Long Island Rail Road trains' on-time performance fell for the...

Long Island Rail Road trains' on-time performance fell for the fourth straight year, to 91.6 percent in 2015 from 92 percent in 2014. Credit: Howard Schnapp

Just another day at Jamaica Station, waiting for the train to Ronkonkoma to pull in. As is the norm, the last two cars don’t make the platform.

This means the Long Island Rail Road employees open the doors to the accessible cars and board the train first. Paying customers are forced to work their way back to the last two cars to find a seat.

Tom McCormick, Yaphank


Will GOP candidates avoid Donald Trump?

In September 1964, I was a 16-year-old senior at Mineola High School, and I couldn’t wait for the presidential campaign to start. Back then, campaigns started in earnest after Labor Day.

I was thrilled to work as a volunteer for the Republican Party at an office in Williston Park. I thought Barry Goldwater would be our next president, and I wanted to do anything I could to help, even though I was too young to vote.

When I asked why there weren’t many Goldwater buttons or bumper stickers, I was told the party was concentrating on local candidates. I was assigned to the re-election campaign of Rep. Steven Derounian. He strongly supported Goldwater, but most of the New York party seemed to think Goldwater was poison.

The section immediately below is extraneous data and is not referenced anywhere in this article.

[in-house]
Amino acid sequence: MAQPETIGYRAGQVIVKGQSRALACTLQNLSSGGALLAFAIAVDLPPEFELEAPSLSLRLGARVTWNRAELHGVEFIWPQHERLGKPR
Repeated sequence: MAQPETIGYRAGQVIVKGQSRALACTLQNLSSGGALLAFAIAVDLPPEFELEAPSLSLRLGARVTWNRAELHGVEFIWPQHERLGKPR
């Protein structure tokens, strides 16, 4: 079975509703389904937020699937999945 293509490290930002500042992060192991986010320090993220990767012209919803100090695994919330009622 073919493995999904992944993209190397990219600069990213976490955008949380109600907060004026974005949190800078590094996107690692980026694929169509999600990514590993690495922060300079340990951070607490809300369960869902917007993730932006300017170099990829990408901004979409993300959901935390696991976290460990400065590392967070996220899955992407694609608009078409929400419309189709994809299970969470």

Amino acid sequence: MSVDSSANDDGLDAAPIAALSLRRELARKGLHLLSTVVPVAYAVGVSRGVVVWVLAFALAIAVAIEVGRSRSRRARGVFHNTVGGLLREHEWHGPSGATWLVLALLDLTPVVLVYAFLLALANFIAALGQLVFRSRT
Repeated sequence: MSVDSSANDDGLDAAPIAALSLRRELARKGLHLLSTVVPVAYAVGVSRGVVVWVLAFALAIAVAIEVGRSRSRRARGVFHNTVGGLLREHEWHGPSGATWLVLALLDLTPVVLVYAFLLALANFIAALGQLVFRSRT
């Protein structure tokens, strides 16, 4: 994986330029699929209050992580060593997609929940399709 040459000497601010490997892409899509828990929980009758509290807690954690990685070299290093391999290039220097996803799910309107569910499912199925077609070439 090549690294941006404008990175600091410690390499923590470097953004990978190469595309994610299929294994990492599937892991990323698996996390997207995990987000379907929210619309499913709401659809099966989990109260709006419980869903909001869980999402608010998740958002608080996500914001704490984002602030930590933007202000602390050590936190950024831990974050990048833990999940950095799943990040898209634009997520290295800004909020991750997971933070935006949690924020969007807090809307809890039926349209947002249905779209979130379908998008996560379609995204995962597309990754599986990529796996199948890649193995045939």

Kenneth Keating was running for re-election to the U.S. Senate against Democrat Robert Kennedy. Keating announced he was running an “independent” race, independent of Goldwater. Both Keating and Derounian lost their seats.

Today, I read that some people think Donald Trump is poison, and I wonder how many politicians will opt for that independent route this year.

Ed Ryan, Coram


NY laws force up cost of liability insurance

I started working in my father-in-law’s masonry business 35 years ago. Over the last few years, our general liability insurance has increased about 500 percent.

This is not because of any claims on our part, but because New York requires insurance companies to pay for a broader field of claims than other states allow. For example, general liability insurance covers employees who get hurt on the job, without limits and without adjusting for how the employee might have contributed to the injury.

People say that former Assembly Speaker Sheldon Silver prevented any changes that would affect personal injury lawyers. With the increased costs that have been passed on to consumers, a lot of money could be saved if the law were less lawyer-friendly.

Andrew Feldman, Bellmore